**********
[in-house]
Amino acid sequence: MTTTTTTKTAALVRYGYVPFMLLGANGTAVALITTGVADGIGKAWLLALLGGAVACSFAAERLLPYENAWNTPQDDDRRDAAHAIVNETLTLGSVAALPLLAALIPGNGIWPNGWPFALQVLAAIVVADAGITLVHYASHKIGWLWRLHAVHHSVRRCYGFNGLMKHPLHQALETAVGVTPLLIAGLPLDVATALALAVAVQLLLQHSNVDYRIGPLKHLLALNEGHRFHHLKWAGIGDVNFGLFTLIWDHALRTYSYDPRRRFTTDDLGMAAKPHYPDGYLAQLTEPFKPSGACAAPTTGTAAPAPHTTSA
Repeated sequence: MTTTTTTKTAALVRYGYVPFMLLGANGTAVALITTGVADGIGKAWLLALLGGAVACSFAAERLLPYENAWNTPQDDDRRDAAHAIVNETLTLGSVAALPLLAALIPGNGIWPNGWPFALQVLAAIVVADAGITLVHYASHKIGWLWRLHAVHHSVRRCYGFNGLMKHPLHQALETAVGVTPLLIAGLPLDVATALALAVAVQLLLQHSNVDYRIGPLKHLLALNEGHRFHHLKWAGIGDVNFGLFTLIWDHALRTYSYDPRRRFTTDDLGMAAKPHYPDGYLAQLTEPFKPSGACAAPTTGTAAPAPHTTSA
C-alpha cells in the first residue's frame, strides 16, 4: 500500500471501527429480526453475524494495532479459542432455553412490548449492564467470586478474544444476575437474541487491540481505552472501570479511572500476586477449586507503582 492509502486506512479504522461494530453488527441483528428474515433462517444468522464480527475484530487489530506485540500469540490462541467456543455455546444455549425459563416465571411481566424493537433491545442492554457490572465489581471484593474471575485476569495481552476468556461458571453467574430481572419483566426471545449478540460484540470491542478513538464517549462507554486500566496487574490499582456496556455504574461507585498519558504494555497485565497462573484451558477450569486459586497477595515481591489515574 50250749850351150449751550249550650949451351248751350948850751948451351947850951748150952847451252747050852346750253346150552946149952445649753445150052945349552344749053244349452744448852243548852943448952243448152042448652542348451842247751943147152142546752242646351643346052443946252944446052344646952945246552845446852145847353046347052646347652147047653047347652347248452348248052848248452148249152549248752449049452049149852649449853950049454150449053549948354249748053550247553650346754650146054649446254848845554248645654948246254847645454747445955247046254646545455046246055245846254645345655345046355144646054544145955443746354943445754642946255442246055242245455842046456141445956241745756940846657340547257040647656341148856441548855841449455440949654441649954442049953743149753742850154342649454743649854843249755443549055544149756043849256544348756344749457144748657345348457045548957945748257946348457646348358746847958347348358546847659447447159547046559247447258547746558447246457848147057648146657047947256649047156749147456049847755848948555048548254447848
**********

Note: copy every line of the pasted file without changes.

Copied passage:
[in-house]
Amino acid sequence: MTTTTTTKTAALVRYGYVPFMLLGANGTAVALITTGVADGIGKAWLLALLGGAVACSFAAERLLPYENAWNTPQDDDRRDAAHAIVNETLTLGSVAALPLLAALIPGNGIWPNGWPFALQVLAAIVVADAGITLVHYASHKIGWLWRLHAVHHSVRRCYGFNGLMKHPLHQALETAVGVTPLLIAGLPLDVATALALAVAVQLLLQHSNVDYRIGPLKHLLALNEGHRFHHLKWAGIGDVNFGLFTLIWDHALRTYSYDPRRRFTTDDLGMAAKPHYPDGYLAQLTEPFKPSGACAAPTTGTAAPAPHTTSA
Repeated sequence: MTTTTTTKTAALVRYGYVPFMLLGANGTAVALITTGVADGIGKAWLLALLGGAVACSFAAERLLPYENAWNTPQDDDRRDAAHAIVNETLTLGSVAALPLLAALIPGNGIWPNGWPFALQVLAAIVVADAGITLVHYASHKIGWLWRLHAVHHSVRRCYGFNGLMKHPLHQALETAVGVTPLLIAGLPLDVATALALAVAVQLLLQHSNVDYRIGPLKHLLALNEGHRFHHLKWAGIGDVNFGLFTLIWDHALRTYSYDPRRRFTTDDLGMAAKPHYPDGYLAQLTEPFKPSGACAAPTTGTAAPAPHTTSA
C-alpha cells in the first residue's frame, strides 16, 4: 500500500471501527429480526453475524494495532479459542432455553412490548449492564467470586478474544444476575437474541487491540481505552472501570479511572500476586477449586507503582 492509502486506512479504522461494530453488527441483528428474515433462517444468522464480527475484530487489530506485540500469540490462541467456543455455546444455549425459563416465571411481566424493537433491545442492554457490572465489581471484593474471575485476569495481552476468556461458571453467574430481572419483566426471545449478540460484540470491542478513538464517549462507554486500566496487574490499582456496556455504574461507585498519558504494555497485565497462573484451558477450569486459586497477595515481591489515574 50250749850351150449751550249550650949451351248751350948850751948451351947850951748150952847451252747050852346750253346150552946149952445649753445150052945349552344749053244349452744448852243548852943448952243448152042448652542348451842247751943147152142546752242646351643346052443946252944446052344646952945246552845446852145847353046347052646347652147047653047347652347248452348248052848248452148249152549248752449049452049149852649449853950049454150449053549948354249748053550247553650346754650146054649446254848845554248645654948246254847645454747445955247046254646545455046246055245846254645345655345046355144646054544145955443746354943445754642946255442246055242245455842046456141445956241745756940846657340547257040647656341148856441548855841449455440949654441649954442049953743149753742850154342649454743649854843249755443549055544149756043849256544348756344749457144748657345348457045548957945748257946348457646348358746847958347348358546847659447447159547046559247447258547746558447246457848147057648146657047947256649047156749147456049847755848948555048548254447848